Source: Mises Canada
Back in July you took issue with a now-deleted article, where I weighed-in on the topic of anarcho-capitalism. Specifically, you disagreed with my assessment that the ideology is a hopeless contradiction. You put considerable effort in being both fair and reasonable with your arguments; I will do my best to return the favor.
Before I begin, I concede that it was incorrect to write off the ideology as I did. That was a low-hanging fruit that I’m sure any seasoned rhetorician could level against any opposing ideology. While I still find the combination of “anarchy” and “capitalism” to be somewhat incongruent, while I think the thought experiments and real-world examples offered by ancaps aren’t that convincing, it doesn’t really cut to what I believe to be the ultimate failing of your ideology.
…Which I will get into after I first clear up two minor quibbles with this article.
1: While perhaps the title better fit my style at the time your article was published, to lump me in with the neoreactionary milieu would be unfair to them. The neoreactionaries are developing a robust, interesting and unique school of thought… that I largely find myself in disagreement with.
I will get along just fine with you describing me as a “conservative” in future correspondence.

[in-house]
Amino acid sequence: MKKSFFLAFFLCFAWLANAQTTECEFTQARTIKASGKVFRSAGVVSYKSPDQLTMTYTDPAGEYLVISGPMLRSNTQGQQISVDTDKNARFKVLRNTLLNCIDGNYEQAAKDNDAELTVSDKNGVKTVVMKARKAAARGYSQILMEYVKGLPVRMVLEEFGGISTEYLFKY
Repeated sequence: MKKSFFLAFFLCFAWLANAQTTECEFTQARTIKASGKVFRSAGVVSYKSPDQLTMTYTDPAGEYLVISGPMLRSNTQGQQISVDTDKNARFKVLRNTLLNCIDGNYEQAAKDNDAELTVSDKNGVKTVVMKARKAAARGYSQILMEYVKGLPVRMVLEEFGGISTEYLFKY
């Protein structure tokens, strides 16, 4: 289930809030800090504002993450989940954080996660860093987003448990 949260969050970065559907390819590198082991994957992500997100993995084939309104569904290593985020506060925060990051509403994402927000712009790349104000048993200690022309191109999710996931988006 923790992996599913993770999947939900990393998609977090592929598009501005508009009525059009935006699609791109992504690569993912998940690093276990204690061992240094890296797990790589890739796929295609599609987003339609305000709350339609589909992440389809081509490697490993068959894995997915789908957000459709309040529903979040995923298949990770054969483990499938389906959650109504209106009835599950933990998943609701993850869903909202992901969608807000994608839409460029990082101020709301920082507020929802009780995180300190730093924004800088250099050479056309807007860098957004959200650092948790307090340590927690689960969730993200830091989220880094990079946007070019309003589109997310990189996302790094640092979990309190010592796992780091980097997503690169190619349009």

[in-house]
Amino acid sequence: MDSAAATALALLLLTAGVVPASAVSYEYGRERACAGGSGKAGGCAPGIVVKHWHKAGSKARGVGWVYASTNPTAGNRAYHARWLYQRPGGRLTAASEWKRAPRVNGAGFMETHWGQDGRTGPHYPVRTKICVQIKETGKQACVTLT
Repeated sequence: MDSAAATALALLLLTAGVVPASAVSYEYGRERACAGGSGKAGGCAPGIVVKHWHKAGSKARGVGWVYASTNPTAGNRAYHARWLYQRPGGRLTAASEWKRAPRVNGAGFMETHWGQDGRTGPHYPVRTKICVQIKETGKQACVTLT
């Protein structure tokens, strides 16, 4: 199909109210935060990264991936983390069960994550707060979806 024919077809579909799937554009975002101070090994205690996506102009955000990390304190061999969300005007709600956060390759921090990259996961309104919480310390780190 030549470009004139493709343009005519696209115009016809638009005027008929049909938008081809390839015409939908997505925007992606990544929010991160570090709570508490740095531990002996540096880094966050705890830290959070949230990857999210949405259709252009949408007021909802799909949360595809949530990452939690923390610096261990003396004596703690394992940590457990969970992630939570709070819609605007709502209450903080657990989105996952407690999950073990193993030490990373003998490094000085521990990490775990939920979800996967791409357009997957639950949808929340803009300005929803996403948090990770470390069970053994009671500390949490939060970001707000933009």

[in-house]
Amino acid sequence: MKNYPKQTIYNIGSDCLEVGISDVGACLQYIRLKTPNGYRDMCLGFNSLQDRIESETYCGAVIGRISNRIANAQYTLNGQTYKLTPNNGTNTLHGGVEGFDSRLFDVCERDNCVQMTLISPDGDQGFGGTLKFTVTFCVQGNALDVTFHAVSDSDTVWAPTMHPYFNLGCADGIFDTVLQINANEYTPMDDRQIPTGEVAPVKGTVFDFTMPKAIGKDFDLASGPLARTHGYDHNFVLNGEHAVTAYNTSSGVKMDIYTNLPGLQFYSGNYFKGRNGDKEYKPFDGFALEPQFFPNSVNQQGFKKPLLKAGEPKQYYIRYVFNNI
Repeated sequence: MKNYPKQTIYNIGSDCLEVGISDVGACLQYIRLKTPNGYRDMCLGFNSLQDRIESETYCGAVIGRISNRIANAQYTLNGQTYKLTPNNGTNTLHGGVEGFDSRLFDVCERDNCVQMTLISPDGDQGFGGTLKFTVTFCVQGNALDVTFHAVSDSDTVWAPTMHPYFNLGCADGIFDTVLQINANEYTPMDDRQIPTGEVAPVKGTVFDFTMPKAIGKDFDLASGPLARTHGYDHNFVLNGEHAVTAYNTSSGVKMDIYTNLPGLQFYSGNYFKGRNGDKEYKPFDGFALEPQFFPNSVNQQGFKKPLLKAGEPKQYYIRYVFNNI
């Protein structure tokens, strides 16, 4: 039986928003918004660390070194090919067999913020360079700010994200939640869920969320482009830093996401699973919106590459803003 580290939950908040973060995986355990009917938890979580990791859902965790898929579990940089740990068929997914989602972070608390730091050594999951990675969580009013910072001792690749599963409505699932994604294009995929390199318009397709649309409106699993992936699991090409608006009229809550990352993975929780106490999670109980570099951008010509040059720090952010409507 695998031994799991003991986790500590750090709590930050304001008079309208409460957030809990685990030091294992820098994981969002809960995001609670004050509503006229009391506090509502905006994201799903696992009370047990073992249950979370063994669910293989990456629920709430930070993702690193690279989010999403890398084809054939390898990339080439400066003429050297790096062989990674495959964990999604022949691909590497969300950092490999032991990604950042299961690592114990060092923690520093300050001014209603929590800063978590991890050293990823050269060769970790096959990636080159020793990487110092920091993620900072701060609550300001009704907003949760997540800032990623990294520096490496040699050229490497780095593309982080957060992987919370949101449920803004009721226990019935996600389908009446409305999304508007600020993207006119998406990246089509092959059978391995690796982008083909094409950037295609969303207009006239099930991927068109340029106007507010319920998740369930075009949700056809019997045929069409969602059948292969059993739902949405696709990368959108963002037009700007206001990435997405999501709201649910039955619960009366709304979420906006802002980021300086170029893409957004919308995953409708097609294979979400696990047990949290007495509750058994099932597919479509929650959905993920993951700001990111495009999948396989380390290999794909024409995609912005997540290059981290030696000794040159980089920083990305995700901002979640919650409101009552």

2: The following is taken from your article:
“He issues some deserved criticism at anarcho-capitalist pontificators who use language drenched in moralistic pathos – a crime my own writing can sometimes be guilty of.”
Preferring to appeal to the pathos over the logos does not reflect the overall quality of one’s argument. An idea will stand on its own regardless if it appeals to the heart or to the brain. One does not have to read like a sterilized tome on Austrian economics to signal intellect. If anything, playing with your cards so close to your chest signals insecurity to opponents.
Moving on to the topic at hand.
I concede all the detached arguments and thought experiments I have offered in the past don’t cut to the fundamental flaw with the ideology. Which is that in anarcho-capitalism, the final and ultimate authority is the individual. It is solipsism and narcissism disguised as a coherent and meaningful worldview.
This is usually not explicitly stated, and I’m sure some will argue that I am confusing the ideology with individualist-anarchism. That would be a valid retort were it not for the fact that you will not find an ancap that doesn’t believe the individual has intrinsic rights over and above that of social institutions, norms and beliefs (including anarcho-capitalism itself). This in fact makes the individual the final authority on matters of interpretation. Sorry.
The individual being final authority explains the existence of C4SS types who interpret anarcho-capitalism as having a more Marxist flavor. This explains why you will find such a dizzying array of interpretations among people who ostensibly claim the same ideology, from outright racists to hardline egalitarians, from blowhards like Larken Rose to affable ole’kooks like Jeffrey Tucker.